Post #11 07042019

It was 11 years ago today that I was writing a many page letter to my wife, Dianna, after she died on February 20, 2008 at 7:04 AM.

As recounted in my book, Dianna’s Way, a memoir about our life together, I was deeply immersed in grief over her death and this letter was my way of completing my relationship with her (practice #9 in my second book, Creating a Life that Works/11 Practices, currently being edited).

It has been my experience that when someone we love dies, our grief often includes an element of feeling guilty about something in that relationship. Not surprising. Few of us express Love perfectly in every moment of every day.

However, the beauty of guilt is it invites us to create and experience forgiveness, of self, of others.

This act opens the door wide to completing our relationships.

Simply put, the steps to completing our relationships are to a) notice there is something amiss in the relationship, b) own it (take responsibility for our own feelings, words and actions), c) forgive ourselves, then, if the shoe fits (if they have harmed us) forgive them too, d) share our completeness when appropriate, e) repair any damage we have done as best we can, f) honor their choices about whether to complete with us or not, without being bound by their choices.

 

So that was then and this is now.

I guess I never thought about it this way before but I had to complete my relationship with my dog, Spirit, too. This is an amazing insight for me!

In retrospect, completing is exactly what I did when I recognized I was transmitting negative energy into his psyche and body with my fear-filled thoughts and feelings about him dying of cancer.

Just by noticing my own negative energy, forgiving myself for harboring them, letting them go and creating a positive, constructive energy, both within my heart and mind as well as expressed in action, I could achieve completion with him. Now the way was open to moving forward with a practical, constructive plan of healing.

Of course, in all of this, I will continue to honor his choices in this matter, which may mean him choosing to end his life in a few months or not. I have no say in his choices.

Repairing the damage is simply doing what Love does (practice #5).

In this situation, this means doing whatever I am able to support him in his healing process.

This began with the insight that there was a practical way forward that had some possibility of success: radiation on the two tumor sites to kill the cancer cells in those locations, followed by an experimental CBD oil based chemotherapy for the next year – and, of course, all the associated support he needs in the form of wound healing, good diet, exercise and, in general providing a life he loves living.

Most of all, what Spirit, and any dog we have in our lives, most wants, most keenly requests, most appreciates, is always open and ready for, is that we be present to them in whatever moments we are willing to give (practice #1).

They, themselves, are masters at this practice, so teachers for us whenever we choose to be a willing student.

Doing what Love does also includes shifting my attitude to a positive, constructive frame (practice #7). There is a possible way we can achieve healing. No guarantees, the future is unknown, he may live a year or five. I don’t know. What I do know is, no matter how it turns out, I will have no regrets about everything I am doing now. Whatever happens, I will have done everything I could have done.

So, now we are in the phase of bucking up (practice #10), doing whatever it takes over the long haul.

We also know, given how this reality is designed, all of us are here only for a little while. We all leave this reality one day.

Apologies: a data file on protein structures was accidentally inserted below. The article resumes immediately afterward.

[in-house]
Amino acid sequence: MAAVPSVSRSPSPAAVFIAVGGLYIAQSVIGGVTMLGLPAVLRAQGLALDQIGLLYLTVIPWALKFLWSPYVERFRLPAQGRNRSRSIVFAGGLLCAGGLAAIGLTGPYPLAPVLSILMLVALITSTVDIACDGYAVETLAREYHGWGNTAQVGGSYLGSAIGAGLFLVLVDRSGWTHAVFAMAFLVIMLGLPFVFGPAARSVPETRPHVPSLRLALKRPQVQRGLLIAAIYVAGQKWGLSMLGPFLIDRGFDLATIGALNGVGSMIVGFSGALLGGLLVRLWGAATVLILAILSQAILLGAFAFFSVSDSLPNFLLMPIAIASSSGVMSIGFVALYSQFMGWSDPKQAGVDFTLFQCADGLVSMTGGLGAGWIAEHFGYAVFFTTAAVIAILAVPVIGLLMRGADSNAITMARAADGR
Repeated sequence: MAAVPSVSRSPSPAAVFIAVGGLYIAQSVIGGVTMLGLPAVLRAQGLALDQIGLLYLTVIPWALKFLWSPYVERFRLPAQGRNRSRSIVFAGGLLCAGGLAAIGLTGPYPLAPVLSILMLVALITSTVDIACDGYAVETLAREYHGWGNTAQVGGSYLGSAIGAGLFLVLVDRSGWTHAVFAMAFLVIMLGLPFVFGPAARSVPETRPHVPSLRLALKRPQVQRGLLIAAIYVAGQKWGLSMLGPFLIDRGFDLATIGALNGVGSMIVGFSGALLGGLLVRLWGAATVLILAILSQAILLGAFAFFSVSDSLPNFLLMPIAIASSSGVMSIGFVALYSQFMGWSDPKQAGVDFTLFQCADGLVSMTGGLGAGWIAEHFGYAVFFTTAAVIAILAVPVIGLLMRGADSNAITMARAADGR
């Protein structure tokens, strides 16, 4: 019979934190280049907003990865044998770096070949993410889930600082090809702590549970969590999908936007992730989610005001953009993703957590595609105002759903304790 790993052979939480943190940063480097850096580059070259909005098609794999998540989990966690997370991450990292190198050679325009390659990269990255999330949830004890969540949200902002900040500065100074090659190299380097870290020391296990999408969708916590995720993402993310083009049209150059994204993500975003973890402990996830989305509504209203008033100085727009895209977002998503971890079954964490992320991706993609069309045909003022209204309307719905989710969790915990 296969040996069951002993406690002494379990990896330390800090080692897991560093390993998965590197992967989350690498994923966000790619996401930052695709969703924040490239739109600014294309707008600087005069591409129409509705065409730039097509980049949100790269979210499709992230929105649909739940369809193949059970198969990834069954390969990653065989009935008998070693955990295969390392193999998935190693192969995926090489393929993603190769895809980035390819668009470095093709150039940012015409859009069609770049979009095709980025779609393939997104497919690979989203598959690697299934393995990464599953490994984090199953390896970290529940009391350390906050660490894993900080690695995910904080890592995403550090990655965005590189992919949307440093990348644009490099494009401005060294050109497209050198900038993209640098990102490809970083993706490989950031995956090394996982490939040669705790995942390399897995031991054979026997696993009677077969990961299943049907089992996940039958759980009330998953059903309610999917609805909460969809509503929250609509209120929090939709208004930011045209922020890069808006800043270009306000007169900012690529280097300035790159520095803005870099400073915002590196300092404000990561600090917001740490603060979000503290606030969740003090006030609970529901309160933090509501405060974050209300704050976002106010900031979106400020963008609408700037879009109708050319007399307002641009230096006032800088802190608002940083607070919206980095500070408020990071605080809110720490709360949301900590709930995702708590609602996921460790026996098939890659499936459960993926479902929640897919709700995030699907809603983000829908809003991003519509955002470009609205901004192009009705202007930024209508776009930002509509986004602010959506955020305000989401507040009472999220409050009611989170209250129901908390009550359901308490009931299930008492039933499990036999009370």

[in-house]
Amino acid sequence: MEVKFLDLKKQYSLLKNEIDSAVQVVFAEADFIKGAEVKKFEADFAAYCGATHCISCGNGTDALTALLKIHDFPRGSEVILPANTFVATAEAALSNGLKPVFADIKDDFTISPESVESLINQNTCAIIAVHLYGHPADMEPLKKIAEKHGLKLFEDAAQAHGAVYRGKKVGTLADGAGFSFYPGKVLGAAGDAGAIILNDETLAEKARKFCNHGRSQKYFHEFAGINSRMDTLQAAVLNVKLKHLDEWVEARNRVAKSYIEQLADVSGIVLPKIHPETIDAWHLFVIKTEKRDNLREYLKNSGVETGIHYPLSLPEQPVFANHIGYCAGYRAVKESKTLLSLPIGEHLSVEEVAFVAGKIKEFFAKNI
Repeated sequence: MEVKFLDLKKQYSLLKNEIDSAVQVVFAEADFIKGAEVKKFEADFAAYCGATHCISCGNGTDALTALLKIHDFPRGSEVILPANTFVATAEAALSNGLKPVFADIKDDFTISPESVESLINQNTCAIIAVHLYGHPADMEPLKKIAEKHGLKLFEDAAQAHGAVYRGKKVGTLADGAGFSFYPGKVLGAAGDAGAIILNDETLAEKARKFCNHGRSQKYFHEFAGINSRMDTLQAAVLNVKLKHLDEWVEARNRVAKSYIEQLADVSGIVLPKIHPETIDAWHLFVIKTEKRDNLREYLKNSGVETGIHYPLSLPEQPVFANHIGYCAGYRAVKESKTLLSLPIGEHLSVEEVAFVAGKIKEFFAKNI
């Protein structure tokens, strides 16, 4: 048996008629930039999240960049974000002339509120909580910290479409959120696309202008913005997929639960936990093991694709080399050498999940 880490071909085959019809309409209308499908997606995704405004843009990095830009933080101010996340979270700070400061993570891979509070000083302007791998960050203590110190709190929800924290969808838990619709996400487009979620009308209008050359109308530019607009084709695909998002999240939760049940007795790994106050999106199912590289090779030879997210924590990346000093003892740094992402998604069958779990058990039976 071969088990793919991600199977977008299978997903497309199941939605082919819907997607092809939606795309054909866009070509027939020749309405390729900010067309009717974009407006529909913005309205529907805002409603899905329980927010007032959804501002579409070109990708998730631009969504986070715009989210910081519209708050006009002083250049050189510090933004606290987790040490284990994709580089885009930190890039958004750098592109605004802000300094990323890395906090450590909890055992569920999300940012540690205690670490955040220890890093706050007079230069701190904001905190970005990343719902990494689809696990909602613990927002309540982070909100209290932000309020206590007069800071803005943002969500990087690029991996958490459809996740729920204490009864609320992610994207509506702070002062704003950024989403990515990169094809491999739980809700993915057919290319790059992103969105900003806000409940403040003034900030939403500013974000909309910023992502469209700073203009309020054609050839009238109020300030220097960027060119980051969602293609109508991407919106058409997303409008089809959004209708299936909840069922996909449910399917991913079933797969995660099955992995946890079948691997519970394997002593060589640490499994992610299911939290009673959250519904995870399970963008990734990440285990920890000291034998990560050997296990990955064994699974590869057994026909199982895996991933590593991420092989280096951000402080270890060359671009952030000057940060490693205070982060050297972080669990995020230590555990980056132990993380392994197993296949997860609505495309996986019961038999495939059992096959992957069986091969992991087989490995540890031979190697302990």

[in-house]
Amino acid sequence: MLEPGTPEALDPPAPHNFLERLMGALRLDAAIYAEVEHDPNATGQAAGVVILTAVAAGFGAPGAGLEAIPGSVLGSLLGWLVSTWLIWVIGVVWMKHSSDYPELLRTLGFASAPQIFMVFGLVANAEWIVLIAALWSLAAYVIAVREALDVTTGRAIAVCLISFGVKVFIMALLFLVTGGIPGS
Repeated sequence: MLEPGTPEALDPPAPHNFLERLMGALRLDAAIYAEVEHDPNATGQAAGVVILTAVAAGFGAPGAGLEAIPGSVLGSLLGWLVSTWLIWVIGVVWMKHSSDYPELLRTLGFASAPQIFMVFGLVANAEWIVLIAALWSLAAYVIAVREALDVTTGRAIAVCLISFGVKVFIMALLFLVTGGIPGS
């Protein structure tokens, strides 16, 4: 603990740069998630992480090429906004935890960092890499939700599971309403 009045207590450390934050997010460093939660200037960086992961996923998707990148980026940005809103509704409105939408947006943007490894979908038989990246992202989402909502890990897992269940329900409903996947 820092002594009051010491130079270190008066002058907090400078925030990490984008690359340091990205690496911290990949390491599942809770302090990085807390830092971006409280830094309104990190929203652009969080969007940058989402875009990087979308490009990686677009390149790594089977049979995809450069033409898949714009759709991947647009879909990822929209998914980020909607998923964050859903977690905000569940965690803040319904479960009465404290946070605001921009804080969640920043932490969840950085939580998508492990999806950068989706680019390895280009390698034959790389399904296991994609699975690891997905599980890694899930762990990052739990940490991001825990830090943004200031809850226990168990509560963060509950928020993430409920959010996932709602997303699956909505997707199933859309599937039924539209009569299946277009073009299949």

If I live that long, one day, I will experience Spirit dying, whether at age 8 or 15 or anywhere in between. When I held that squirming little puppy in my arms for the first time, I knew I was signing up for this experience too, that I would likely have the opportunity, painful as this always is, to practice letting go. (practice #8).

Life provides us with life, an amazing game to play.

 

So, why am I getting all this practice at care giving?

Life brings us the experience we need to expand our capacity for being and expressing. Nothing in life is an accident, not even “accidents.”

So, why me?

Why now?

I am naturally inclined to lean toward the mental, rational, side of experiencing life. I often love thinking about life rather than living it.

Care giving brings me back into life, into being present; how would I know if someone needs help if I am not paying attention? When present to what is, and what is is someone I love, who is in need, I am drawn into my own emotional nature, my emotional sensitivity, expressed as empathy, compassion.

Keeps me in touch with my heart.

All I need to do is pay attention to what it is saying, moment to moment.

So, care giving offers a perfect venue for practicing not only listening to my heart but to practice all of these practices.

Perfect.

 

 

It has been a bit over two weeks since radiation treatments ended for Spirit and he is slowly beginning to “come back to himself.”

Today, for the first time in a long time, he picked up a tennis ball and wanted to play ………. until he kind of realized he is not ready to play yet. Looked at me for a moment, dropped the ball and stared at me with a dumb look on his face, like “What the hell am I thinking here!” I almost had to laugh.

The underside of his jaw is still completely hairless and the right side of his lower jaw, where the tumor was located, is still swollen. That is drool hanging down off his jaw in the photo.

A week ago, he wouldn’t let me touch it.

While it must still be tender, he did lay his head on my shoulder the other day as we were driving to our walking place. Before all this happened, his habit was to ride in the car with his front feet on the center console, paw me when he wanted me to pet him, and nuzzling into my neck now and then too – so it is nice to notice he is able to do that a little bit again. A week ago, he was laying on the back seat of my minivan, period.